(Poole et al., 1994; Short, 1982; Winkler et al., 1995)
Picoides borealis is non-migratory, sedentary and very gregarious. It resides in small family groups (from 2-10 individuals) that remain in close contact with each other. These groups are referred to as "clans. This bird, at first glance, seems to be exceedingly irritable because of its loud, harsh vocal calls. In fact, an early name for it was Picus querulus. P. borealis is now known to be a very social bird, using these vocalizations for communication. The most commmon calls are for self-announcement and alarm. Churt notes are given when the bird is located in its natural surroundings and it is unaware of human or predator presence. The sklit note is given when the bird is in a state of annoyance or disturbance. Other vocalizations include wicka, rattle and chortle calls. These represent excitedness, self-presence, and greetings, respectively. Vocal exchanges are more common in social groups, and in P. borealis they occur most often when birds are leaving or returning to a cavity.
(Poole et al., 1994; Wnkler et al., 1995)
Picoides borealis is omnivorous, and its diet consists mainly of adult, larvae and eggs of tree surface and subsurface arthropods, especially beetle larvae and ants. Usually forages for food on pine trees by ripping loose bark from the surface with an upward or sideways movement of the bill or in some cases, bark is stripped away with the feet. To a lesser extent, various seeds, nuts (pecans) and fruit are consumed, and occasionally the woodpecker frequents cornfields in search of earworms in a certain larval stage that are residing within the corn kernel. (Bent, 1992; Poole et al., 1994; Short, 1982; Winkler et al., 1995)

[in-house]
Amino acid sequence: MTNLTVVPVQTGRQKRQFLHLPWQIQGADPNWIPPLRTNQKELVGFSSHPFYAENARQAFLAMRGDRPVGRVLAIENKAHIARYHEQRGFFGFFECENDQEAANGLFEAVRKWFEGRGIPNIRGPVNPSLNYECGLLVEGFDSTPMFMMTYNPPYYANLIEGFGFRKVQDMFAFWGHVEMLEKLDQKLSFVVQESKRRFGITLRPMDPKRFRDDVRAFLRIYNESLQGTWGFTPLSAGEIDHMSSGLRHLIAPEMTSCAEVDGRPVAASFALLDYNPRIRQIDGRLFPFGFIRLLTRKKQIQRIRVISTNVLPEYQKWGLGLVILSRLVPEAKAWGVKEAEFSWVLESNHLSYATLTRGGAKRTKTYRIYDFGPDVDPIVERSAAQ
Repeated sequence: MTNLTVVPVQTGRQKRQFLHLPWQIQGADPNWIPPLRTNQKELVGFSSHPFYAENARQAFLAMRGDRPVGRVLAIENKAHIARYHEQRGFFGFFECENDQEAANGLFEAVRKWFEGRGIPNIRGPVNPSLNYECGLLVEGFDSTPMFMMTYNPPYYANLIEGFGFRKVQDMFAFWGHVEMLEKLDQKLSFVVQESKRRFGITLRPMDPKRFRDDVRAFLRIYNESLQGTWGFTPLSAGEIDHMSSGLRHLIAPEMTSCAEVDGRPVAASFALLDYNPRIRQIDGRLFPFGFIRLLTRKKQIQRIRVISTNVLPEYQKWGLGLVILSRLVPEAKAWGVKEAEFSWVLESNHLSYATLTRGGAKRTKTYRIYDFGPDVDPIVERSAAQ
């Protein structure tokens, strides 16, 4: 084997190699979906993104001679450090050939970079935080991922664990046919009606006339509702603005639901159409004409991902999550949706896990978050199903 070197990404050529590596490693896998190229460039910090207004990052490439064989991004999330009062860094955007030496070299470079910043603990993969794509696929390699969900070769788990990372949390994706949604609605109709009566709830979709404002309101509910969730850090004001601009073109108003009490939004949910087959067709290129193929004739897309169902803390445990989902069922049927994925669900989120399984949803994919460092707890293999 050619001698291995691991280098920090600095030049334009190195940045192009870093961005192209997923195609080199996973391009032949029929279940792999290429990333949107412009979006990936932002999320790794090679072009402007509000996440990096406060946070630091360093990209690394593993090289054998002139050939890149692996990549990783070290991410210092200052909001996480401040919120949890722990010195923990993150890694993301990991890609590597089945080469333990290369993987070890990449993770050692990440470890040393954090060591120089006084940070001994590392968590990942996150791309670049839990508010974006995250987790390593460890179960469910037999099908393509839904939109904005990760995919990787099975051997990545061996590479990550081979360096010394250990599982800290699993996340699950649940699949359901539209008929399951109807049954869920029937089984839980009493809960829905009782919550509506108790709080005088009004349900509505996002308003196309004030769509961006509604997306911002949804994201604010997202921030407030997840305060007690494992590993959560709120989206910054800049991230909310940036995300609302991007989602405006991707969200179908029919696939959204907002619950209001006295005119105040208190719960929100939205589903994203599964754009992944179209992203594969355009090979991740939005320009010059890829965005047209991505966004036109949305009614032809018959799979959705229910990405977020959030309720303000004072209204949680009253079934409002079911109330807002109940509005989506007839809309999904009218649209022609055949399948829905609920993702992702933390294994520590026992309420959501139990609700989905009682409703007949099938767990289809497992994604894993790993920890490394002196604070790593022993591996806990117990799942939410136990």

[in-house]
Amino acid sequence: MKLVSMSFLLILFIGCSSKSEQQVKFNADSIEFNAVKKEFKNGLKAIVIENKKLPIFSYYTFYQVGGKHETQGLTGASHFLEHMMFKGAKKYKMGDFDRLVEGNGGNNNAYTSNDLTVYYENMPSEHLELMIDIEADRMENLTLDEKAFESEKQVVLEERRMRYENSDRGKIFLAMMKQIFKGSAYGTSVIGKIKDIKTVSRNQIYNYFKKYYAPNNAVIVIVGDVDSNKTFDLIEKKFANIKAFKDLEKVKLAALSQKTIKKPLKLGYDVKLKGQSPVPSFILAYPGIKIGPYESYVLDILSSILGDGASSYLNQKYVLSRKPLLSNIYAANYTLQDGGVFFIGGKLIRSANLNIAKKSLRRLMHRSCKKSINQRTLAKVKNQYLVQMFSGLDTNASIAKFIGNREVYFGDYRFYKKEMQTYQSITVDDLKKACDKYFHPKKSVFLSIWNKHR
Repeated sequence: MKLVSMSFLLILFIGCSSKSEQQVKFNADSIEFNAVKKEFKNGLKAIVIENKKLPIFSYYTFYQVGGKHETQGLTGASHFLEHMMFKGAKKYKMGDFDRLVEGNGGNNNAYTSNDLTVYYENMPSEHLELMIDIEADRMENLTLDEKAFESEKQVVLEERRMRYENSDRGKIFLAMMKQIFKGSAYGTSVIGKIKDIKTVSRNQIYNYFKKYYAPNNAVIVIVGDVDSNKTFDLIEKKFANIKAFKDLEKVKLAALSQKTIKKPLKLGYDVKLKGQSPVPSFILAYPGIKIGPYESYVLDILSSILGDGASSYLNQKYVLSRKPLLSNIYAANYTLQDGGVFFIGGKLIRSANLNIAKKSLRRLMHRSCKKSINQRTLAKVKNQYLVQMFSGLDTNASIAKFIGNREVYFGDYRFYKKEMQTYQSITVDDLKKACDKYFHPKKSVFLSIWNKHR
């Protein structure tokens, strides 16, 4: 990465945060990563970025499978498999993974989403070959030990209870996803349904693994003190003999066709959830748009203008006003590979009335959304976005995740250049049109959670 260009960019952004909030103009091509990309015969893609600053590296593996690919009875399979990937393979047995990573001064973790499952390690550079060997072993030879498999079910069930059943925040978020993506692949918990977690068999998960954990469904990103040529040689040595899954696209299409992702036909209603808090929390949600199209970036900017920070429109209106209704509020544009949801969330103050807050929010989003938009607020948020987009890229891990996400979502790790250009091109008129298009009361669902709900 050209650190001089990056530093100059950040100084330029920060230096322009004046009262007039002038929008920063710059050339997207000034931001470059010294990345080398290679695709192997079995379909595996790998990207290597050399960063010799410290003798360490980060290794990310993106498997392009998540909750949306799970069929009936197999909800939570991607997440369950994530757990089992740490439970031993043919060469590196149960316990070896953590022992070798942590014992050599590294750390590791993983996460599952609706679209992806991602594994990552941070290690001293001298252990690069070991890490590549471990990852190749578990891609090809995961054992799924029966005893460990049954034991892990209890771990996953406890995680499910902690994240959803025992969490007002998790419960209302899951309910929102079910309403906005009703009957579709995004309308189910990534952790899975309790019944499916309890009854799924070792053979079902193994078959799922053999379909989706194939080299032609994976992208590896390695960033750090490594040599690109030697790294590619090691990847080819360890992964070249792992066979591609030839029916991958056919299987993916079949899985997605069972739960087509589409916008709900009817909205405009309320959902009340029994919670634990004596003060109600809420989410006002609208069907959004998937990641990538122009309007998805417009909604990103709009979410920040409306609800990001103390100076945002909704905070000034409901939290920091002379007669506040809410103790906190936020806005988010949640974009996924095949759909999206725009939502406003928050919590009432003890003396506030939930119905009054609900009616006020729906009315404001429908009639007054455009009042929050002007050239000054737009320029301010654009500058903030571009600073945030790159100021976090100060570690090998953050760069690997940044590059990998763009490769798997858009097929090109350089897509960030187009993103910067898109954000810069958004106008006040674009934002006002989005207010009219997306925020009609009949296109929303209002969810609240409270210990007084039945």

Many woodpeckers are notorious for excavating holes in such things as utility poles, fence posts and even houses, but P. borealis is very restricted in habitat, limiting any negative effects on humans. In most cases, however, the pine tree that it resides in with its clan usually dies due to the extensive excavating for nests and roosting sites. (Poole et al., 1994; Skutch, 1985)